What would cause numbness and tingling in my little finger?

DEAR DOCTOR K:

I’m bothered by numbness and tingling in my little finger and general weakness in my right hand. Could I have carpal tunnel syndrome?

DEAR READER:

Based on your description, I’d say you have cubital (not carpal) tunnel syndrome. Another name for this condition is ulnar neuropathy.

Cubital tunnel syndrome, like carpal tunnel syndrome, is a “pinched nerve” problem. The affected nerve is the ulnar nerve. That nerve starts in your neck, enters your arm, and passes through the inner side of your elbow (behind your funny bone) on its way to your hand. In fact, when you hit your funny bone and feel a shooting pain down your arm and into the hand, it’s because you hit the ulnar nerve, not the bony cradle that the nerve passes through.

The ulnar nerve passes through a tunnel made of fibers (the cubital tunnel) en route to your hand. If the tunnel gets narrow, it puts pressure on the nerve. This pressure causes numbness, tingling, weakness or pain in your ring finger or little finger. (In contrast, the more common carpal tunnel syndrome affects the thumb, index and middle fingers.) Cubital tunnel syndrome can also cause your hands to become weak and clumsy.

Tasks that require you to extend and flex your elbow repeatedly can irritate and inflame the ulnar nerve. Leaning or resting on your elbow for long periods can also put pressure on the nerve; so can holding a phone to your ear for longer periods each day. Sleeping with bent elbows may also aggravate the problem.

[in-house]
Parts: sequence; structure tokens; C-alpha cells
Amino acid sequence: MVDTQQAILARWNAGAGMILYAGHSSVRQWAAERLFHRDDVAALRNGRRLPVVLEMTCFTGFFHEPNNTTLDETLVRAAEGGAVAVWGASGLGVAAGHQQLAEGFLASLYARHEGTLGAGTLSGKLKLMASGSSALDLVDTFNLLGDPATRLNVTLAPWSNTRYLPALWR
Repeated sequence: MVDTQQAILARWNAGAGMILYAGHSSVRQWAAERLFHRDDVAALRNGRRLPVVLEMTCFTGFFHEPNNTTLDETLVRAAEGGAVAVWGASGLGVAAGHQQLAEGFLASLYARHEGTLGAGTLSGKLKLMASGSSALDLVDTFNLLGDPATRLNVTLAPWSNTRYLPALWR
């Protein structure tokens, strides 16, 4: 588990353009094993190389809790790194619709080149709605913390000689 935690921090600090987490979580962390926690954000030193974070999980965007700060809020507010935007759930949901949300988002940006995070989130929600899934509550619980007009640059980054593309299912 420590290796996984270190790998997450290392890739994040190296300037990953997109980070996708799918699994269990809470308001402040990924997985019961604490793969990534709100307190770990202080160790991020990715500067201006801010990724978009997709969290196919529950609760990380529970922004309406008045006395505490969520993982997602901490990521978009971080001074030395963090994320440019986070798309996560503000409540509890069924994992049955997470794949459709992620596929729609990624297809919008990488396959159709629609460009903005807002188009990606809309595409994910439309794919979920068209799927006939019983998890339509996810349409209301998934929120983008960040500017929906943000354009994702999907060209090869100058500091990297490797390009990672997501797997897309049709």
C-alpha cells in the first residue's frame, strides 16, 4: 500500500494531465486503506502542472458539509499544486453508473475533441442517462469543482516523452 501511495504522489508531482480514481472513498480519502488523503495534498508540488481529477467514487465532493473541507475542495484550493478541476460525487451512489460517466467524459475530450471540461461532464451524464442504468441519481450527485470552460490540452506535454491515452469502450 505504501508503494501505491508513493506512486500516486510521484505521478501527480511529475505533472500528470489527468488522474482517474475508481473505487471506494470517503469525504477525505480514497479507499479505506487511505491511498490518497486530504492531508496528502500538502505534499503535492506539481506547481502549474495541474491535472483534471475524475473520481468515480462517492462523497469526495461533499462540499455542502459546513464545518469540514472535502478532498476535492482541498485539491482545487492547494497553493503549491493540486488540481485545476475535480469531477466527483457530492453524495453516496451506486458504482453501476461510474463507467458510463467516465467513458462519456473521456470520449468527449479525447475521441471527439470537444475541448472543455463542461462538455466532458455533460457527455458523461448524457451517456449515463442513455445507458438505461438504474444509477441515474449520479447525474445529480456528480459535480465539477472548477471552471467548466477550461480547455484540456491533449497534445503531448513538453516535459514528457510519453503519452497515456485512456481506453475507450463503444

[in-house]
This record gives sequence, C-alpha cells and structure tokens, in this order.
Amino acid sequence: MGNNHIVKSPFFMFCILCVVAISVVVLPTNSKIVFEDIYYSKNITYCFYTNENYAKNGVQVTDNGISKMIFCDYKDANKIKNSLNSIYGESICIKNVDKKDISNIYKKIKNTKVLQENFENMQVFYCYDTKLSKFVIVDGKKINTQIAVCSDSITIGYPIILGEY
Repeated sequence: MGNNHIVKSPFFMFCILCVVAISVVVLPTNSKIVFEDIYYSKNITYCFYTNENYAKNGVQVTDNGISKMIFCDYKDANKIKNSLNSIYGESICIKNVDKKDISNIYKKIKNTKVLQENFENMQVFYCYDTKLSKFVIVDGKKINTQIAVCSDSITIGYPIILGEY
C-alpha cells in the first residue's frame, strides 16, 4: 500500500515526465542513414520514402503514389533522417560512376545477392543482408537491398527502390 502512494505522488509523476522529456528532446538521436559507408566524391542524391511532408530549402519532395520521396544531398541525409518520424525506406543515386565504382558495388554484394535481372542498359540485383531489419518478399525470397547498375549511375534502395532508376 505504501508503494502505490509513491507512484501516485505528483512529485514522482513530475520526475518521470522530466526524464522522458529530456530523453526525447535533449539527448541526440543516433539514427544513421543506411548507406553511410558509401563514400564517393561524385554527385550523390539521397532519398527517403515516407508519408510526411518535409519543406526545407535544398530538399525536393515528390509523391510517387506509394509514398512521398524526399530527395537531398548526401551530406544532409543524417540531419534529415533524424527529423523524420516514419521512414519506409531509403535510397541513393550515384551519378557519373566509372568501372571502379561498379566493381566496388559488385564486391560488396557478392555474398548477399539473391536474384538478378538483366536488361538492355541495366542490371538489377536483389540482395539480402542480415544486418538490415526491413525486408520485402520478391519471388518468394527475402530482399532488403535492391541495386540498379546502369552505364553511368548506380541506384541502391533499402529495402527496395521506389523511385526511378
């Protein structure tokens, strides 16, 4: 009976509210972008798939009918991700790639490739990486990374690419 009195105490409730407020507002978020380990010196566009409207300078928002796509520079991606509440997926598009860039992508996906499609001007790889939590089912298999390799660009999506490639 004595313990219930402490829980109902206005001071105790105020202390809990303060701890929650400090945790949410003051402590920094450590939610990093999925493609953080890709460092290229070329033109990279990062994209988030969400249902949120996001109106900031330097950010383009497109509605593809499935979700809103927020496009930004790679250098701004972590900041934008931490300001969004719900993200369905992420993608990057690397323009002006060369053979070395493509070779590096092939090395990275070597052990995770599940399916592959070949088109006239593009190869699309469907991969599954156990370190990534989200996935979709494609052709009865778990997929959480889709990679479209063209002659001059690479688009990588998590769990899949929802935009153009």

The most effective way to treat cubital tunnel syndrome is to change the actions that may have triggered the problem. For instance, switch to a headset-style phone and remove armrests from your office chair. Avoid leaning on your elbow while driving or when seated. Also avoid keeping your elbow flexed more than 90 degrees, or repeatedly bending and straightening your elbow.

Try sleeping on your side with a pillow supporting the entire length of your arm. Try wrapping a towel around your elbow or wearing a splint at night to keep it straight while you sleep. If you can’t avoid bumping your elbow and causing pain several times a day, try wearing a soft elbow pad to protect the nerve against such trauma. Medications to reduce swelling may help.

Most people improve with the conservative approaches I discussed. If you don’t, your doctor may suggest surgery. The most common type of surgery is ulnar nerve release: The surgeon cuts open the tunnel that is pinching the nerve. But it would be unusual for me to send a patient with cubital tunnel syndrome (or ulnar neuropathy) to a surgeon. Usually, the simple approaches do the trick.